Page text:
Vermont, pending full implementation
Indiana and Vermont’s online notarization laws took effect on July 1, 2019. However, these states may require additional time to implement remote notarization rules and technology. Notaries interested in performing remote notarizations in these states should contact their state Notary regulating agency for information when remote notarization procedures and services will be made fully available.
North Dakota’s webcam notarization law took effect on August 1, 2019. North Dakota issued guidance for remote notarization in March 2020.
Will other states permit remote notarizations in the near future?
States that have enacted remote notarization laws that have not taken effect yet include:
- Wisconsin, effective May 1, 2020 (Currently permitting RON under special emergency rules, see “COVID-19 UPDATE” above)
- Arizona, effective July 1, 2020
- Iowa, effective July 1, 2020
- Maryland, effective October 1, 2020
- Nebraska, effective July 1, 2020
- Washington, effective October 1, 2020
How do I prepare for remote notarization?
If you live in a state that has authorized remote notarization, simply follow the requirements of that state.
To find out what your state requires, visit your Secretary of State’s website or check the NNA’s Notary Law database for details of each of the laws mentioned above. The NNA also will continue to publish information as the states put their remote notarization programs into effect.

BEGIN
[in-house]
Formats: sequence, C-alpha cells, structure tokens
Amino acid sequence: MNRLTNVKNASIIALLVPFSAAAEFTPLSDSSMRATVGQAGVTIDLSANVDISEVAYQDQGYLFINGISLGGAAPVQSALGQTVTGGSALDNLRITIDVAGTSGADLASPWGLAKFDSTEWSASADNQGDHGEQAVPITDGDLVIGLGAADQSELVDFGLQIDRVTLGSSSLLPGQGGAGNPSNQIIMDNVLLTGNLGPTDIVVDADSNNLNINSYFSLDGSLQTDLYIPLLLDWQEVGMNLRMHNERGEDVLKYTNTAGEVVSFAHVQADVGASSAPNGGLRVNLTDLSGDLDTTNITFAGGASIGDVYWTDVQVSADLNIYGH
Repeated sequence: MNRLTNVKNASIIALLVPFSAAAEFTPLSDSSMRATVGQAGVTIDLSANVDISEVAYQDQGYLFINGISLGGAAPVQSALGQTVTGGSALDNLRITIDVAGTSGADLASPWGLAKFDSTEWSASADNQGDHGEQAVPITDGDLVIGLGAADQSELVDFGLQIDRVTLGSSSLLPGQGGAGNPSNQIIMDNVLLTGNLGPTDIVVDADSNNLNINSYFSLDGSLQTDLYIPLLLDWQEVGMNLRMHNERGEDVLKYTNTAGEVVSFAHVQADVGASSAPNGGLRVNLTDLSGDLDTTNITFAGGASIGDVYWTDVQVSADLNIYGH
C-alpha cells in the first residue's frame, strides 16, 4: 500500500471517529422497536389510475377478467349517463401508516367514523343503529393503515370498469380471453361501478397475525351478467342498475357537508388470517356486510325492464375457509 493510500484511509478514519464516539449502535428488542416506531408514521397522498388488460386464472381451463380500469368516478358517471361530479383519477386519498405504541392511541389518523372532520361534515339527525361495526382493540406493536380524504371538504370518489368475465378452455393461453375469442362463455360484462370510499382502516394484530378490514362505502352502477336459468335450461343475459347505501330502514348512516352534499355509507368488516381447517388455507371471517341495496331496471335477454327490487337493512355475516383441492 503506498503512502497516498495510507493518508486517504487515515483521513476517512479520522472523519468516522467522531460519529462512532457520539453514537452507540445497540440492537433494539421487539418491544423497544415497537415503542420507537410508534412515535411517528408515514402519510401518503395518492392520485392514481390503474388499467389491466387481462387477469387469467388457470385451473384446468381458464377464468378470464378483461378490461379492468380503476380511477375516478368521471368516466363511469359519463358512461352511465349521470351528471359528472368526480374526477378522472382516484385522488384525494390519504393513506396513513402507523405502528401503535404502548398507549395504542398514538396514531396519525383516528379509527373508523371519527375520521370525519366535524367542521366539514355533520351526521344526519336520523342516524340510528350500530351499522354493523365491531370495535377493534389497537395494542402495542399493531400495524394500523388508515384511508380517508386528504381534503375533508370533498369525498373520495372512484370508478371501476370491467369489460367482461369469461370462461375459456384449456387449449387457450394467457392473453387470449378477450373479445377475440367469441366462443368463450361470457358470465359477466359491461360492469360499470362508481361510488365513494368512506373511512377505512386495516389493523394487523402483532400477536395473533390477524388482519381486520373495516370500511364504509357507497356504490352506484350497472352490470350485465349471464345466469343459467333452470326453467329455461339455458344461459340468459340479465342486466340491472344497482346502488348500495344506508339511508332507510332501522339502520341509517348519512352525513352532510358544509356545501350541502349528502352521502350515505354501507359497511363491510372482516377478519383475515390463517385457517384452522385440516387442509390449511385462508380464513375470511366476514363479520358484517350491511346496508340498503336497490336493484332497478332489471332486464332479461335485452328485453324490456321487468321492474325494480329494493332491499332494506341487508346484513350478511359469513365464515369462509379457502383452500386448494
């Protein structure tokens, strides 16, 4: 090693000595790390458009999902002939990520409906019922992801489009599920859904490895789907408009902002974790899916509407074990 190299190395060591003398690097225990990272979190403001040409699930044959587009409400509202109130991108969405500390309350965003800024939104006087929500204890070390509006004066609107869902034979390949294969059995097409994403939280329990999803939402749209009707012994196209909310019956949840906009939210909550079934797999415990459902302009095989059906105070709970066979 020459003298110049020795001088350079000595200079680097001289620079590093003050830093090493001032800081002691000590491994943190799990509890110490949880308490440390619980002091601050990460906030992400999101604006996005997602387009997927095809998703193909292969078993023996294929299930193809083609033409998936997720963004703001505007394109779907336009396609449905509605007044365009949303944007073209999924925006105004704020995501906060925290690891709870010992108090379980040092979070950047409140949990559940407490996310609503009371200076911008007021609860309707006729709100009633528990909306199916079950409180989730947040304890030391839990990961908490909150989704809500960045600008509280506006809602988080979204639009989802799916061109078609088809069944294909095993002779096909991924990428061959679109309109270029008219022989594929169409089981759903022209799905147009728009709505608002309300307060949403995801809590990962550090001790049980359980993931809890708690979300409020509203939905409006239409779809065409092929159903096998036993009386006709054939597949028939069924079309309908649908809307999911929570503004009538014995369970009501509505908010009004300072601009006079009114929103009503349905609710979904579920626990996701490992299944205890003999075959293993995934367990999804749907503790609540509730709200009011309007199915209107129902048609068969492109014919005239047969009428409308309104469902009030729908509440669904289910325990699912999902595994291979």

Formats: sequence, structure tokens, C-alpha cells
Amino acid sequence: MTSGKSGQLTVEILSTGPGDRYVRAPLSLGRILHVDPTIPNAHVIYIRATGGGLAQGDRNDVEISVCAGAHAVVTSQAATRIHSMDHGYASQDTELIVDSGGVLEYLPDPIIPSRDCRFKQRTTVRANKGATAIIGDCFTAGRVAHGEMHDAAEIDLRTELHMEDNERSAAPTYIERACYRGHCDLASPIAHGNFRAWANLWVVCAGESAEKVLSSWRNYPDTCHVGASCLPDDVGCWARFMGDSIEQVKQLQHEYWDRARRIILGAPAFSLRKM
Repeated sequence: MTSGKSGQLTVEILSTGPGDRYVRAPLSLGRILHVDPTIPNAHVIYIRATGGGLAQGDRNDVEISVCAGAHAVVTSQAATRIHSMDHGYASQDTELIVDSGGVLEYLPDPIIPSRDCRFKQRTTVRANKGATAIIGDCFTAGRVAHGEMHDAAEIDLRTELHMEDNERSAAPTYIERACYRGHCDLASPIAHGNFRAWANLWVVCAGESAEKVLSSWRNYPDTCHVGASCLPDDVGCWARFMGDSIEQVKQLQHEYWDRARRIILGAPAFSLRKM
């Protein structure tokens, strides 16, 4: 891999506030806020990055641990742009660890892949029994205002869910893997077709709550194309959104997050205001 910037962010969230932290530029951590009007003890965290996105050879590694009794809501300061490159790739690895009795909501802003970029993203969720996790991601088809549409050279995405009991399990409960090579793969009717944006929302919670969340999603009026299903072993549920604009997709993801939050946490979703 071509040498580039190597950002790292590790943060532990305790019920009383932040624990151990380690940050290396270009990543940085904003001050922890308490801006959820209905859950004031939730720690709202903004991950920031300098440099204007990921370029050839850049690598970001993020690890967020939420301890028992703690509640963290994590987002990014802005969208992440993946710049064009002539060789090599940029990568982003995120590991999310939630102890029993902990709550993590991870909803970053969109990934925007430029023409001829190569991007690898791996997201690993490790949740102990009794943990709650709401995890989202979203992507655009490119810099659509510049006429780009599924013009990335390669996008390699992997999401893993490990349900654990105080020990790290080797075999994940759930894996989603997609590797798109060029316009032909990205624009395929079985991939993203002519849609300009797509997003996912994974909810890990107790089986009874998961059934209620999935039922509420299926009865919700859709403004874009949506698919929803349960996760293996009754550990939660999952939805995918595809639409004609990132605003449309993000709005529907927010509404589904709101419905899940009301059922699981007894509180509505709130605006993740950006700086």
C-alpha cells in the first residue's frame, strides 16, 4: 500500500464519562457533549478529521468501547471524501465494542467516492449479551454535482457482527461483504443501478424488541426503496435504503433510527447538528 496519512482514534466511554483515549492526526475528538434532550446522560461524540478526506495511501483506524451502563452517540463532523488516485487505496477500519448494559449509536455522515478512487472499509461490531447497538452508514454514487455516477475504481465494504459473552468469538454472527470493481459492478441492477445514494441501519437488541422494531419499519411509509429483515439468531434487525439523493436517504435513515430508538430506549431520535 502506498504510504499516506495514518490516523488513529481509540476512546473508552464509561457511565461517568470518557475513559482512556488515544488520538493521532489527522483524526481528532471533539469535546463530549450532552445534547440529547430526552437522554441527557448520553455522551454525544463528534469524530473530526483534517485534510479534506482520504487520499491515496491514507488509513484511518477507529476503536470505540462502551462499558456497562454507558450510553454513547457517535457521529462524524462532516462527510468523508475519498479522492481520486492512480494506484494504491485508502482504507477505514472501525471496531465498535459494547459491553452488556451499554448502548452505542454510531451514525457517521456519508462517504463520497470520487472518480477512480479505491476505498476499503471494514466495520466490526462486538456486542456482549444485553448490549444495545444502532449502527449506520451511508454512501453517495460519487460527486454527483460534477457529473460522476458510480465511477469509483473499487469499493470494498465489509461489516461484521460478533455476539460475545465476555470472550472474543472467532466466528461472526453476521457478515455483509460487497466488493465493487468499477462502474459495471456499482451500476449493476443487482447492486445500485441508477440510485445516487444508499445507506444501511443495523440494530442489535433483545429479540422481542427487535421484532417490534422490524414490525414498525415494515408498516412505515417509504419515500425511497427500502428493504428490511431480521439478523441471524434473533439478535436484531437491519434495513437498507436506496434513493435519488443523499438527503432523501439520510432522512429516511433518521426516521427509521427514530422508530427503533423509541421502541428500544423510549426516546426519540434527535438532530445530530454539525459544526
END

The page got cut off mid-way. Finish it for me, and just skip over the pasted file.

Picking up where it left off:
What kind of technology will I need to perform remote notarizations?
Each state that authorizes remote notarizations may establish its own technology standards and requirements.
There are a number of technology companies that offer end-to-end remote notarization systems. They include:
In practical terms, signing up with one or more of these companies will provide the most online Notaries with the technology they need.
What training do I need to perform remote notarizations?
Currently, Florida, Nevada, and Ohio have training requirements for prospective online Notaries.
To learn how to use remote notarization technology, each online notarization company will provide training for their respective systems.
Will being a remote Notary increase my market value?
If you are a mobile Notary, adding services to your business offerings may increase your value, but it depends on the market and customers you serve.
How will clients know I am a remote Notary?
Some remote notarization system companies market their services directly to the public, so you don’t have to. A couple of companies also have apps in the Apple App Store and on Google Play. A person who needs to have a document remotely notarized downloads the app pays the fee and is connected to a remote Notary who can help them.
In these cases, companies function like signing services. Customers come to them for notarization, and they schedule a remote Notary through their system. Typically, when you sign up, they will ask you when you are available to perform remote notarizations. You’ll be paid a portion of the maximum fee for the remote notarization that the company collects from the signer through the app.
If you use a technology company that doesn’t market directly to the public, you will need to market yourself to potential clients just like you do today for paper notarizations.
Yes. Every profile has an “Additional Information” section where you can put other qualifications and services. Go ahead and list it there.
Michael Lewis is Managing Editor of member publications for the National Notary Association.